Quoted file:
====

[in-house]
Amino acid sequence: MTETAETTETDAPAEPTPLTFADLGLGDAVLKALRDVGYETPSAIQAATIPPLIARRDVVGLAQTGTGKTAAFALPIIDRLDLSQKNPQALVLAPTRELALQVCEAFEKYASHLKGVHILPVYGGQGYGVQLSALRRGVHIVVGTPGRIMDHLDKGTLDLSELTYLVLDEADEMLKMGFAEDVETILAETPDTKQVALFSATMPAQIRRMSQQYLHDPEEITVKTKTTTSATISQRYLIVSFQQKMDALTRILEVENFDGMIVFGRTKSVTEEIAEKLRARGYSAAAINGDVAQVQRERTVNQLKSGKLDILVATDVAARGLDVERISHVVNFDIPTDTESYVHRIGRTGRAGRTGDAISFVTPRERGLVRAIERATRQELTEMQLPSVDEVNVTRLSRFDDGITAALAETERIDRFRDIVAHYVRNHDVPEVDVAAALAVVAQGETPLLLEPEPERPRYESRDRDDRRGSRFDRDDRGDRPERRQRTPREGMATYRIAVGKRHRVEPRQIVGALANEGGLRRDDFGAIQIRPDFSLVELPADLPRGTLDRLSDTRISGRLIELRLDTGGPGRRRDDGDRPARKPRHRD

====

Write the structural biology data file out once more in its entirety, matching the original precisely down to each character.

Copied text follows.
[in-house]
Amino acid sequence: MTETAETTETDAPAEPTPLTFADLGLGDAVLKALRDVGYETPSAIQAATIPPLIARRDVVGLAQTGTGKTAAFALPIIDRLDLSQKNPQALVLAPTRELALQVCEAFEKYASHLKGVHILPVYGGQGYGVQLSALRRGVHIVVGTPGRIMDHLDKGTLDLSELTYLVLDEADEMLKMGFAEDVETILAETPDTKQVALFSATMPAQIRRMSQQYLHDPEEITVKTKTTTSATISQRYLIVSFQQKMDALTRILEVENFDGMIVFGRTKSVTEEIAEKLRARGYSAAAINGDVAQVQRERTVNQLKSGKLDILVATDVAARGLDVERISHVVNFDIPTDTESYVHRIGRTGRAGRTGDAISFVTPRERGLVRAIERATRQELTEMQLPSVDEVNVTRLSRFDDGITAALAETERIDRFRDIVAHYVRNHDVPEVDVAAALAVVAQGETPLLLEPEPERPRYESRDRDDRRGSRFDRDDRGDRPERRQRTPREGMATYRIAVGKRHRVEPRQIVGALANEGGLRRDDFGAIQIRPDFSLVELPADLPRGTLDRLSDTRISGRLIELRLDTGGPGRRRDDGDRPARKPRHRD